Saturday, April 14, 2007

The Ville-The Final Curtain: Homecoming

There's an old Motown song, covered almost simultaneously by Issac Hayes and The Jackson Five, enititled "Never Can Say Goodbye". It's a tune that kept running through the soundtrack of my mind when I visited Pollardville for the very last time. Maybe it's a good thing I don't own an Ipod. I probably would have loaded it up with a plethora of send-off tunes, including "Auld Land Syne", "Goodbye Yellow Brick Road" and "Nearer My God to Thee".
Even though I knew this was to be The Grand Finale for this beloved institution, I actually tried to put that thought on the backburner, rationalizing that this was more of a reunion than a wake, as others had called it. Chalk it up to an atypical case of denial, one of my specialities. Want fries with that?
Even though I packed lightly for the trip, I brought a lot of emotional baggage with me. I can honestly say that my ulterior motive for this Cherney Journey was to find some answers to at least some of these questions that have been nagging me since before I moved to Oregon. I was hoping that the finality of the situation I was about to deal with at Pollardville was going to help me confront whatever it was that's eating at my ass all this time. Primarlily, the big issue tended to be "Whatever happened to me?" I've felt a big gap in my life, a void that desperately needed filling and returning to my roots would be the best starting point for this voyage to the bottom of the me.
Of course I really wanted to see the Ville one last time. I had been looking forward to seeing the Palace Showboat reopened and perform on that stage one last time. Tickets for the reunion had sold out and there were going be people there that I have not seen forever and a day and that in itself was going to be a cure for my on-going blues.
Me, Scott Duns, DW Landingham and Cory Troxclair
I traveled to California with my old friend and fellow Pollardvidian R.J. "Bob" Gossett, also an Oregon transplant. When we landed in Sacramento, he couldn't resist repeating his mantra "Everything's so flat here!", in reference to the landscape with which we were both so familiar. Oregon spoils you for other places if you return to places like central California, the heart of farmland. Of course the scenery going to be blander than where we live now. If we headed somewhere more majestic than the San Joaquin Valley like, say, the coast, which I personally prefer to Oregon's, that Bob couldn't complain. As it was, we were headed to that spot between Lodi and Stockton, so he had no argument from me. Flatter than day old Mountain Dew.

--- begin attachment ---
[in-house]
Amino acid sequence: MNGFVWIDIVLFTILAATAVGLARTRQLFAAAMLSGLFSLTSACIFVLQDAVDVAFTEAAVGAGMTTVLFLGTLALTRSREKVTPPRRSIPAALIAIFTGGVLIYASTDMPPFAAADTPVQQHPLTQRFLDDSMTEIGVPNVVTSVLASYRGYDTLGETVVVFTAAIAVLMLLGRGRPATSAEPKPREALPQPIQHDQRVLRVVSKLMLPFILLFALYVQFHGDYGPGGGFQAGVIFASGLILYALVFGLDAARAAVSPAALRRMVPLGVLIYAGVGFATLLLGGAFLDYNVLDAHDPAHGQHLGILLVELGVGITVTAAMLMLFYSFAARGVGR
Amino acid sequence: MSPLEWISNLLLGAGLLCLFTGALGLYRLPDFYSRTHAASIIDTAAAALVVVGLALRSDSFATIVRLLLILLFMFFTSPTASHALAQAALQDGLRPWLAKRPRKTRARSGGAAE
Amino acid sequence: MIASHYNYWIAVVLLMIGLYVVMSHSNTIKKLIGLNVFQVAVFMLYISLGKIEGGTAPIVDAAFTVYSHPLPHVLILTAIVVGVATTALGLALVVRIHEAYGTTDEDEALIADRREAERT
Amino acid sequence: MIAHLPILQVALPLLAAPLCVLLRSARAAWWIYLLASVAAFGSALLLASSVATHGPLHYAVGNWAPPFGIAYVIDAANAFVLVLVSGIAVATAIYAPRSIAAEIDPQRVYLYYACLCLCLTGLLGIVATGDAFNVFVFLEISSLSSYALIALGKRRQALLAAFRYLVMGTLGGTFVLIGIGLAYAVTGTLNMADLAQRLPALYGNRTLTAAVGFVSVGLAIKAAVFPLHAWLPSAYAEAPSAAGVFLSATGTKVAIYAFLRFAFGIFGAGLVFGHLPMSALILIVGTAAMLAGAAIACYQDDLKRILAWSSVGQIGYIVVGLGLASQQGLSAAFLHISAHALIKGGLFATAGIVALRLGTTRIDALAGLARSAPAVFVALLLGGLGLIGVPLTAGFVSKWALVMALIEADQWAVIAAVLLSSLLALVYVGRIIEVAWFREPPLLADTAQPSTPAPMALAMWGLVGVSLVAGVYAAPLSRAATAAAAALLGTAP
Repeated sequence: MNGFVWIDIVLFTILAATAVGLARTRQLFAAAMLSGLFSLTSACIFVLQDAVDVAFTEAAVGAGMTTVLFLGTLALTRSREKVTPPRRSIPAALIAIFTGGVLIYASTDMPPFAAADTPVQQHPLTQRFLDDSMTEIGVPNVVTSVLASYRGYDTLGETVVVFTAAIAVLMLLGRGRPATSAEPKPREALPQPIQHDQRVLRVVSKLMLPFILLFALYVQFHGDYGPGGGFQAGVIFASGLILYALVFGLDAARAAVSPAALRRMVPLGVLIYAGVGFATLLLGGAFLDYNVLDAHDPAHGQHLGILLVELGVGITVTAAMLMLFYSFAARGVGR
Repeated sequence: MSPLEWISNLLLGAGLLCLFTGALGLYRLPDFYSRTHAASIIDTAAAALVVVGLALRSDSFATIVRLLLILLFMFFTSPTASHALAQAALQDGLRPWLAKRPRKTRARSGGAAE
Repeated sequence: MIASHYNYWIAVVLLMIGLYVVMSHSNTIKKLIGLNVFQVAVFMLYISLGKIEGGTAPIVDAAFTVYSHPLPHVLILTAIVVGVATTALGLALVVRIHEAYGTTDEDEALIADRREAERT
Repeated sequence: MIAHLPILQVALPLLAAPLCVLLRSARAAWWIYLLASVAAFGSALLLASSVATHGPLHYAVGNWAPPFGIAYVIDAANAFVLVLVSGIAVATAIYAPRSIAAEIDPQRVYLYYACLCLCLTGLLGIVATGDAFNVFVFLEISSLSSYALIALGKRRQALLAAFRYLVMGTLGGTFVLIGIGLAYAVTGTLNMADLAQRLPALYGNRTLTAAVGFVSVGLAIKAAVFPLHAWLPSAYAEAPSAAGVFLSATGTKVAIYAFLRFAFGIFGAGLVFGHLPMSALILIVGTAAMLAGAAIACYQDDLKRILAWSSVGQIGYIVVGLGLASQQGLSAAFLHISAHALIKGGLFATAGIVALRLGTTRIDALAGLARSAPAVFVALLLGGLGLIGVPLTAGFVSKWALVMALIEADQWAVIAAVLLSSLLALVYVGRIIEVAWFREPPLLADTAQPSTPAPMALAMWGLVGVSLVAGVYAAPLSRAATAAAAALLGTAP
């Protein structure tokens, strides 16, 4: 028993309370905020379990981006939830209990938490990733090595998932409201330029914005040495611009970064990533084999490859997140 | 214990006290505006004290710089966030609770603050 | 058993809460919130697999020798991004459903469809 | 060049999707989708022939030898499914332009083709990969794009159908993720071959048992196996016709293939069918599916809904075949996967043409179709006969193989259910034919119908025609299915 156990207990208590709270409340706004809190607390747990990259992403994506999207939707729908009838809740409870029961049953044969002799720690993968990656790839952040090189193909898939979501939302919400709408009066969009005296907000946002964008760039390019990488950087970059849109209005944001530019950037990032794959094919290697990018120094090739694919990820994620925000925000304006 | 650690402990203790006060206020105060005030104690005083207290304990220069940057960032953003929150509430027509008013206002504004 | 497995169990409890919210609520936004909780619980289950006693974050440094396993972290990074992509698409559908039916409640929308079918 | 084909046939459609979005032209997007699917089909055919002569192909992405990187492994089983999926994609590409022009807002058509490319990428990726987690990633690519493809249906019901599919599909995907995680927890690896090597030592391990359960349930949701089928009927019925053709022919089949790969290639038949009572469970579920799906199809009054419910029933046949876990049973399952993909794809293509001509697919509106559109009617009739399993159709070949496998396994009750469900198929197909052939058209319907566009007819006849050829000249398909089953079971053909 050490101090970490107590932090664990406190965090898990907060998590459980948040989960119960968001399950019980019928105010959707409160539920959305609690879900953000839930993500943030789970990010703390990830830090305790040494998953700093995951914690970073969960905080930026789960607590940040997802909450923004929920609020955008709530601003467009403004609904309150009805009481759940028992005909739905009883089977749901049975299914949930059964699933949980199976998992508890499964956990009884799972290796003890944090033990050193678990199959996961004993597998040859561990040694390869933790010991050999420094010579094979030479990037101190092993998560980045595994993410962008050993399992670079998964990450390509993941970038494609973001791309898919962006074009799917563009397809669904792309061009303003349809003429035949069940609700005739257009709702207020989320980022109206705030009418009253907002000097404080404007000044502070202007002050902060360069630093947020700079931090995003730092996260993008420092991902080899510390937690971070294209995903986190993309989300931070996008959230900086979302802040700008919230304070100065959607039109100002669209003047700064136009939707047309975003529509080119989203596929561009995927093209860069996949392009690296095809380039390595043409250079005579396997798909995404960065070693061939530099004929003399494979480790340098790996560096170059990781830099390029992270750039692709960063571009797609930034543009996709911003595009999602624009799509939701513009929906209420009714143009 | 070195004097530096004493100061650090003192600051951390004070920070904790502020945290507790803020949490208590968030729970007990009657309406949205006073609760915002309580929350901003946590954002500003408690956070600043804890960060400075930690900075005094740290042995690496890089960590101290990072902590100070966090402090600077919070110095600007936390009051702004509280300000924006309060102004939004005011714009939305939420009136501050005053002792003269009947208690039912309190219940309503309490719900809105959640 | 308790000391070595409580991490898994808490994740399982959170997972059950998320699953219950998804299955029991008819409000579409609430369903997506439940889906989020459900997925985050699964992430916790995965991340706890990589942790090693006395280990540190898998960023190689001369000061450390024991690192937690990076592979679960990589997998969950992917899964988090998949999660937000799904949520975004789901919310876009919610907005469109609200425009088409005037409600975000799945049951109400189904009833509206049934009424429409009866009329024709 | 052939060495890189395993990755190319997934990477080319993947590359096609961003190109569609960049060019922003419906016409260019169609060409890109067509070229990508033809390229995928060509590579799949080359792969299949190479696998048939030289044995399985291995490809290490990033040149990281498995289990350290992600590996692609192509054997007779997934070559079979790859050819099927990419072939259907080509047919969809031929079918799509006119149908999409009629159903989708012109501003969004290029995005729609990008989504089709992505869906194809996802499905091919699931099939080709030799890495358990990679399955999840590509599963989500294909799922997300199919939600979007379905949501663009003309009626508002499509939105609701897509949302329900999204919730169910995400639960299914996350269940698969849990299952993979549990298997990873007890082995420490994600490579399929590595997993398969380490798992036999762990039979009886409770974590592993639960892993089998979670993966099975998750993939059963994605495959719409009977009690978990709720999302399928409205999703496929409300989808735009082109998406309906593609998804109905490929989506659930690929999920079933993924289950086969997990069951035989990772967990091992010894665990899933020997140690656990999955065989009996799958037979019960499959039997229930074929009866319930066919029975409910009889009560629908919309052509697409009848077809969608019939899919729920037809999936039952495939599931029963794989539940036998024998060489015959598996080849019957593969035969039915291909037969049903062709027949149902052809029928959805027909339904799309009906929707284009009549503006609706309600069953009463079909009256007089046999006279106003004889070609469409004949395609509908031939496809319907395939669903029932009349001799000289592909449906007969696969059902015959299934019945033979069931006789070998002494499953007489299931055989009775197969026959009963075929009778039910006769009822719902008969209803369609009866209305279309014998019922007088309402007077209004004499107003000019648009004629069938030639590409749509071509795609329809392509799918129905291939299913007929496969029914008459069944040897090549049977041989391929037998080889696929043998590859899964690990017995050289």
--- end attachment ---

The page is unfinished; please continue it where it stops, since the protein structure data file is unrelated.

However, once on Highway 99, the big chicken in the sky beckoned to us and as I pulled my rental car into the Pollardville parking lot, nothing seemed so flat any longer. As soon as I stepped onto what I unashamedly call hallowed ground, well, as Paul McCartney once said, all my troubles seemed so far away. I might as well been skinny dipping in the waters at Lourdes. I was so elated to see that the Palace Showboat was all gusssied up for the occasion. I halfway expected to see a broken down old sea tramp, but instead feasted my eyes upon a true lady of the lake. It's amazing what a fresh coat of paint and some streamers will do. The old gal hadn't looked this good in years.
A flood of memories washed over me when I stepped inside the theater, damn near knocking me off-balance in the undertow. But then, riding the next wave were a host of all-too familiar faces, special guest stars from my past-my friends, my comrades , my fellow Palace Showboat Players. These were people with which I spent a lifetime in one form or another-on stage, off stage, performing, partying, loving and living-and sometimes, all at the same time.
They had gathered together for a final dress rehearsal for the big show planned for the following day. The theme for this extravaganza was "Remembering the Best, Forgiving the Rest", a metaphor for the reunion itself. This was to be a conglomeration of specalty acts from Palace Showboat Players combined with tributes and salutes to the grand past of that glorious stage. First up was a short melodrama, written by yours truly, entitled "Murphy's Melodrama" that was featured in one of my vaudeville shows called It's Showtine, Folks. Actually, it was a parody sketch of a melo production gone awry (Murphy's Law, hence the title). In this go-around, it was directed by the one and only D.W. Landingham with a cast that read like an all-star lineup. What an honor it was to be the creator of the last melodrama on that stage.
Since I too was on the call board, I had to participate in the rehearsal as well. I could have moaned and groaned about being on the road all day, but what was I going to do? I couldn't complain about jet lag after an hour and fifteeen minute flight from Oregon. It wasn't as if I just flew in from the East Coast. So suck it up, boyo and join the fun. This is show biz, remember?
Yes I did. I remembered everything. It all came back to me, so I went I hit the stage later that night, it was just like I never left at all. I began to feel something that I hadn't in years. I felt like myself again.
Oh yeah. I remember you.
Welcome back.

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